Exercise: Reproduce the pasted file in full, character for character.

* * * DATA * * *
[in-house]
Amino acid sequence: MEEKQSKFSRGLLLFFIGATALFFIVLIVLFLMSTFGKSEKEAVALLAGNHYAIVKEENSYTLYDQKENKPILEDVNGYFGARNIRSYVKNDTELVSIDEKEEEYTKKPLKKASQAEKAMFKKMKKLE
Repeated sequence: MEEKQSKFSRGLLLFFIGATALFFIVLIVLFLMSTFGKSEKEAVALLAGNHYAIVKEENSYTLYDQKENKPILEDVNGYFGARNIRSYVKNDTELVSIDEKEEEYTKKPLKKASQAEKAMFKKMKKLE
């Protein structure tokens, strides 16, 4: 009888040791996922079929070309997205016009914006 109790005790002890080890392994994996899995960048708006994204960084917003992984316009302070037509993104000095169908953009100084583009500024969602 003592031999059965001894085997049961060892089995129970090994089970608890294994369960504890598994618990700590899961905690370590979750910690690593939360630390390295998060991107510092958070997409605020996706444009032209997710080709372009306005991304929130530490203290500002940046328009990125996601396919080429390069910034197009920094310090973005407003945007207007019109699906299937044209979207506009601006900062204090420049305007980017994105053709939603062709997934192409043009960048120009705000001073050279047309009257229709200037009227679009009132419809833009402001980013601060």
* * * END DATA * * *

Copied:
[in-house]
Amino acid sequence: MEEKQSKFSRGLLLFFIGATALFFIVLIVLFLMSTFGKSEKEAVALLAGNHYAIVKEENSYTLYDQKENKPILEDVNGYFGARNIRSYVKNDTELVSIDEKEEEYTKKPLKKASQAEKAMFKKMKKLE
Repeated sequence: MEEKQSKFSRGLLLFFIGATALFFIVLIVLFLMSTFGKSEKEAVALLAGNHYAIVKEENSYTLYDQKENKPILEDVNGYFGARNIRSYVKNDTELVSIDEKEEEYTKKPLKKASQAEKAMFKKMKKLE
């Protein structure tokens, strides 16, 4: 009888040791996922079929070309997205016009914006 109790005790002890080890392994994996899995960048708006994204960084917003992984316009302070037509993104000095169908953009100084583009500024969602 003592031999059965001894085997049961060892089995129970090994089970608890294994369960504890598994618990700590899961905690370590979750910690690593939360630390390295998060991107510092958070997409605020996706444009032209997710080709372009306005991304929130530490203290500002940046328009990125996601396919080429390069910034197009920094310090973005407003945007207007019109699906299937044209979207506009601006900062204090420049305007980017994105053709939603062709997934192409043009960048120009705000001073050279047309009257229709200037009227679009009132419809833009402001980013601060």